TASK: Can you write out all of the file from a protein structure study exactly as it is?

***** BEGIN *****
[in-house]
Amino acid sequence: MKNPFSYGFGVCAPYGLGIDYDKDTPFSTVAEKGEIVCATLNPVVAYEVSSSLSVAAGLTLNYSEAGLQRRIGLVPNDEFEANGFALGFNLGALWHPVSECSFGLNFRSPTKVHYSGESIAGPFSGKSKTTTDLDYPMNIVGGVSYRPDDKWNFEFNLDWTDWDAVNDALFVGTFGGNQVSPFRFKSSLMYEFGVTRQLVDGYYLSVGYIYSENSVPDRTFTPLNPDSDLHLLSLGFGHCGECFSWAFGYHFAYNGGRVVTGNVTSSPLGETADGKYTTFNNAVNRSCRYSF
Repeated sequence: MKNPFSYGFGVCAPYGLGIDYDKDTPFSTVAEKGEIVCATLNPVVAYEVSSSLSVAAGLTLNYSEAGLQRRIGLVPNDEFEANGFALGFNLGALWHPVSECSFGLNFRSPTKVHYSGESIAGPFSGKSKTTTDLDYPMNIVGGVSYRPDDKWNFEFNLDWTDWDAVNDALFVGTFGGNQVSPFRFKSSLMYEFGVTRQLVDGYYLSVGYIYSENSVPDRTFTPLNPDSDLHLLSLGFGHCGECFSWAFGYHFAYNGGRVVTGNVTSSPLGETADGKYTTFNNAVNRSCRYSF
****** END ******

[in-house]
Amino acid sequence: MKNPFSYGFGVCAPYGLGIDYDKDTPFSTVAEKGEIVCATLNPVVAYEVSSSLSVAAGLTLNYSEAGLQRRIGLVPNDEFEANGFALGFNLGALWHPVSECSFGLNFRSPTKVHYSGESIAGPFSGKSKTTTDLDYPMNIVGGVSYRPDDKWNFEFNLDWTDWDAVNDALFVGTFGGNQVSPFRFKSSLMYEFGVTRQLVDGYYLSVGYIYSENSVPDRTFTPLNPDSDLHLLSLGFGHCGECFSWAFGYHFAYNGGRVVTGNVTSSPLGETADGKYTTFNNAVNRSCRYSF
Repeated sequence: MKNPFSYGFGVCAPYGLGIDYDKDTPFSTVAEKGEIVCATLNPVVAYEVSSSLSVAAGLTLNYSEAGLQRRIGLVPNDEFEANGFALGFNLGALWHPVSECSFGLNFRSPTKVHYSGESIAGPFSGKSKTTTDLDYPMNIVGGVSYRPDDKWNFEFNLDWTDWDAVNDALFVGTFGGNQVSPFRFKSSLMYEFGVTRQLVDGYYLSVGYIYSENSVPDRTFTPLNPDSDLHLLSLGFGHCGECFSWAFGYHFAYNGGRVVTGNVTSSPLGETADGKYTTFNNAVNRSCRYSF